Workers Compensation in California

An accident on the job can happen at any time, even if employees are following safety rules and best practices. Without workers’ compensation coverage, an injured employee could file a lawsuit against the employer, and practice owners may find themselves liable for the settlement. 

Workers’ compensation insurance provides an exclusive remedy for injured employees, meaning that under most circumstances, a covered employer cannot be sued for causing the injury or illness. As an employer, having workers’ compensation coverage is not only a legal requirement in most states, but it also offers peace of mind. Read on to learn more about your role as an employer for workers’ compensation and how it can affect your bottom line in the future.

Workers’ Compensation in a Nutshell

A recent Finvisor article defines workers’ compensation as:

A non-negotiable benefit, primarily state-based. In nearly all cases it is compulsory for employers to offer, with many optional policies extending beyond the compulsory coverage. If employees are injured on the job, workers’ compensation covers the company’s obligations.

Workers’ compensation benefits are meant to financially assist employees recovering from a work-related injury. One of the earliest examples of a workers’ compensation system dates back to 2050 B.C. A law in Ancient Sumeria paid workers for their injuries. Similar laws were in place in ancient Greece, China and other parts of the world. In fact, under ancient Arab law, if an injured worker hurt their ear, they got an amount of money based on surface area injured.

The Role of the Employer

Although specific laws vary, most states require employers to carry workers’ compensation insurance. Without it, an employee who gets hurt or sick from their job wouldn’t get benefits to help them

The employer’s role is to make sure their workers’ compensation carrier is able to offer the best possible protection if an employee is injured on the job. This includes reporting all work-related injuries — no matter how insignificant the injury or illness may seem — and reporting the incident within the required time frame.

Workers’ compensation laws vary from state to state; however, employers are generally required to provide a workers’ compensation form to an employee within one business day of becoming aware of a work-related injury or illness. Visit the U.S. Department of Labor’s website for workers’ compensation laws specific to your state. 

What Should I Do if My Employee Gets Sick or Hurt on the Job?

In the typical workers’ compensation claim filed in California, benefits can be provided for 104 weeks or 2 years’ worth. The 104 weeks of benefits can be parceled out across 5 years, though, you do not need to use all 104 weeks consecutively. Certain severe work-related injuries – like third-degree burns and lung diseases – can validate up to 240 weeks of workers’ compensation benefits, which is a little more than 4 years and 6 months.

In California, if you are injured on the job, you are entitled to receive two-thirds of your pre-tax gross wage. This is set by state law and also has a maximum allowable amount. This amount is adjusted annually. There is also a minimum amount that is eligible to be paid. Because the maximum and minimum temporary disability payments are linked to the statewide average weekly wage, they’re adjusted each year.

Reporting Conditions and Workers’ Compensation Coverage Requirements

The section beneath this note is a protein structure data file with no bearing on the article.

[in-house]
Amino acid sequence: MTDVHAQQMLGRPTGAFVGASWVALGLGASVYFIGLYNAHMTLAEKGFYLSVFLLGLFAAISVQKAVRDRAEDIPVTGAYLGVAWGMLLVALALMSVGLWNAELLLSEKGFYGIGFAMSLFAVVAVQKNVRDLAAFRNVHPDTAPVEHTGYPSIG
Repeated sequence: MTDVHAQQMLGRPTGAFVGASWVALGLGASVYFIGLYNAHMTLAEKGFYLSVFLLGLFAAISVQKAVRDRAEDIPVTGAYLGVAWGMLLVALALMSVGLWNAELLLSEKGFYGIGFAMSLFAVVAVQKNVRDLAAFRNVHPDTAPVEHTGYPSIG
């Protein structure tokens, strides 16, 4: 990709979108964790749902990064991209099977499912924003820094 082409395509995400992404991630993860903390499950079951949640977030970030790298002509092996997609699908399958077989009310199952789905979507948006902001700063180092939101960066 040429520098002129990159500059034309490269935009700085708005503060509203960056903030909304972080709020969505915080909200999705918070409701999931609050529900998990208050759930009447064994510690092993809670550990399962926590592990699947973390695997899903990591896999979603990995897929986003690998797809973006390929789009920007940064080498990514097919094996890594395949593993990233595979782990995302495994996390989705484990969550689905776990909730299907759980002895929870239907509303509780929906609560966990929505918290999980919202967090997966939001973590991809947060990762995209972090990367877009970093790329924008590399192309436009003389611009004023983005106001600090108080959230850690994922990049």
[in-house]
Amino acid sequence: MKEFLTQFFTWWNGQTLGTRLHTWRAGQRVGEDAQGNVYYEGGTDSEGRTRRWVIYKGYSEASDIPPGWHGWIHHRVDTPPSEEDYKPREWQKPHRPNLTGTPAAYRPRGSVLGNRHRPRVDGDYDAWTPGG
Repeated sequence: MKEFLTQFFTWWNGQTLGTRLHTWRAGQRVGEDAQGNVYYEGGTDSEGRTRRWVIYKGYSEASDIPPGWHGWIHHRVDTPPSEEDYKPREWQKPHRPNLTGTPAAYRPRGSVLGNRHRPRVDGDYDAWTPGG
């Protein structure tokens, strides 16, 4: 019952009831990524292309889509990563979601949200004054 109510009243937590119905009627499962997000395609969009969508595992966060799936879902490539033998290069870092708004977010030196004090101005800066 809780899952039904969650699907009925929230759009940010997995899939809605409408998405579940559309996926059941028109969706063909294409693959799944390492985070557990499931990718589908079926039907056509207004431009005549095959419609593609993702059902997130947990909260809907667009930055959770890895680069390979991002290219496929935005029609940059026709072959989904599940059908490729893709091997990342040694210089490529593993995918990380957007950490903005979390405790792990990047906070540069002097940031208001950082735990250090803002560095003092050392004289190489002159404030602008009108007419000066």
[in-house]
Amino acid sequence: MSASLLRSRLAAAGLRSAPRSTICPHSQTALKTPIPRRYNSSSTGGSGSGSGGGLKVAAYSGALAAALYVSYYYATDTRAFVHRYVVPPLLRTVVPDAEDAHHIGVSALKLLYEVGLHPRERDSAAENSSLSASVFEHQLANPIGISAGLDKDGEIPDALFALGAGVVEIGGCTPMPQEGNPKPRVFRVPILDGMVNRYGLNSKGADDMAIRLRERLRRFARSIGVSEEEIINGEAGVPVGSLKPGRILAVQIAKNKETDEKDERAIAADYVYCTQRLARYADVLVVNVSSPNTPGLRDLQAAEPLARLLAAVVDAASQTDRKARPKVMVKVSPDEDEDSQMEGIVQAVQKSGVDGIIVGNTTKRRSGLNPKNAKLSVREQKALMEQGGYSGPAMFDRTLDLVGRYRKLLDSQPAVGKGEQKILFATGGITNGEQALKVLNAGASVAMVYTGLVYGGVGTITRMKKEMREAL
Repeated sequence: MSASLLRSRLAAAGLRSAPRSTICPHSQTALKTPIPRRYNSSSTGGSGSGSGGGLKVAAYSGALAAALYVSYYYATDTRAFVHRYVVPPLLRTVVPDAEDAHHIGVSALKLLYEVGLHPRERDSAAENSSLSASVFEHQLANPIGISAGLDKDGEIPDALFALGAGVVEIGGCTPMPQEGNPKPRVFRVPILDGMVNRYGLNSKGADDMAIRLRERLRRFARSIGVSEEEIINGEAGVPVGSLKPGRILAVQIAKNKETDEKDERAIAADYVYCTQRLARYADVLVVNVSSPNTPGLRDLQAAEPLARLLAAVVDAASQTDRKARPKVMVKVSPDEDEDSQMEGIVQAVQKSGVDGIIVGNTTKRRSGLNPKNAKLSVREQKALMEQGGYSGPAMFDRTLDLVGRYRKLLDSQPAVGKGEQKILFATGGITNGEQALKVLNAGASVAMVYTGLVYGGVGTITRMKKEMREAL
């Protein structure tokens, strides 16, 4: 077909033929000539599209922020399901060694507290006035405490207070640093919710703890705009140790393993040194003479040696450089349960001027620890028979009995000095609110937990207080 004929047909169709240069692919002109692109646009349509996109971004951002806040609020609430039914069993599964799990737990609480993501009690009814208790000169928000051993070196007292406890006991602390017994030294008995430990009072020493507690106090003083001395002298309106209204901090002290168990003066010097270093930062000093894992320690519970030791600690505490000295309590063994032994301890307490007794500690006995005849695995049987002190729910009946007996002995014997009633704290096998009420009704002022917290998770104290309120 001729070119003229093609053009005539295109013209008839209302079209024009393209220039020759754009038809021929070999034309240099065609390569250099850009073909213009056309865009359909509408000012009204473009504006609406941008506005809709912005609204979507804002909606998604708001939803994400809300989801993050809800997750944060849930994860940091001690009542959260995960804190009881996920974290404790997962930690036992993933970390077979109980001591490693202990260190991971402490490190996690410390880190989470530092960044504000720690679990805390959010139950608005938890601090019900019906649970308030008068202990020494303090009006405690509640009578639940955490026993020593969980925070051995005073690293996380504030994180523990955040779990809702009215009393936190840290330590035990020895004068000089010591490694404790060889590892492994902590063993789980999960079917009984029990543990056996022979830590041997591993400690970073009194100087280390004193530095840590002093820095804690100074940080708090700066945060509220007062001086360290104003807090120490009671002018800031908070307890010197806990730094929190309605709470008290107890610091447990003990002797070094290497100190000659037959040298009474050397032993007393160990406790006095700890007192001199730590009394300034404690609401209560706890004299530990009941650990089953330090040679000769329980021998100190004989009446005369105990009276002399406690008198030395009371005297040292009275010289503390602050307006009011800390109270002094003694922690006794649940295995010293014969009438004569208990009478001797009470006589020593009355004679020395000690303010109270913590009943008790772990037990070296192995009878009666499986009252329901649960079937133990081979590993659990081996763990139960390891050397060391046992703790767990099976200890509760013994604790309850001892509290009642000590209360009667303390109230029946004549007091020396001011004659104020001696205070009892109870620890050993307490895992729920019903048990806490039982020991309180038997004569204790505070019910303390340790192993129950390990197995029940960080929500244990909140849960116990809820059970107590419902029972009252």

In California, failing to have workers’ compensation coverage is a criminal offense. If an employee gets injured or sick because of work and the employer is not insured, the employer is responsible for paying all the bills related to the illness or injury. The employee may also file a civil action against the employer in addition to filing a workers compensation claim.

Your business could either be on the hook for either or both of these punishments:

  • Imprisonment in the county jail for up to a year
  • A fine that’s up to double the amount of the workers’ compensation premium that would have covered the uninsured period

After an employee has been injured at work, or they discover they have a medical condition caused by workplace conditions, they must report the injury or illness to their employer right away. Employees must make it clear that you were hurt on the job. Some state laws simply say that you should give this notice immediately or as soon as practical, but most states give a more specific deadline, usually within 10 to 90 days. In many states, however, it won’t count against you if you didn’t make a written report, as long as your employer actually knew about the injury.

Protecting Your Small Business from a Workers’ Compensation Mishap

Mishandling a work-related injury claim could lead to severe consequences, including state penalties, personal liability and loss of exclusive remedy. Business owners who are unsure about their employer obligations should consult their insurance carrier to ensure they are following workers’ compensation laws. Fewer workers’ compensation claims mean less workplace disruption for your organization as employees may have shorter—or no—work separation due to an injury and don’t require formal health care which helps employers reduce workers’ compensation-related costs.

To learn more about what we do, or to request a quote, contact us at or 415-416-6682. We’re here to help you navigate deferred revenue journal entries so you can make the most of your assets!

*This blog does not constitute solicitation or provision of legal advice and does not establish an attorney-client relationship. This blog should not be used as a substitute for obtaining legal advice from an attorney licensed or authorized to practice in your jurisdiction.*



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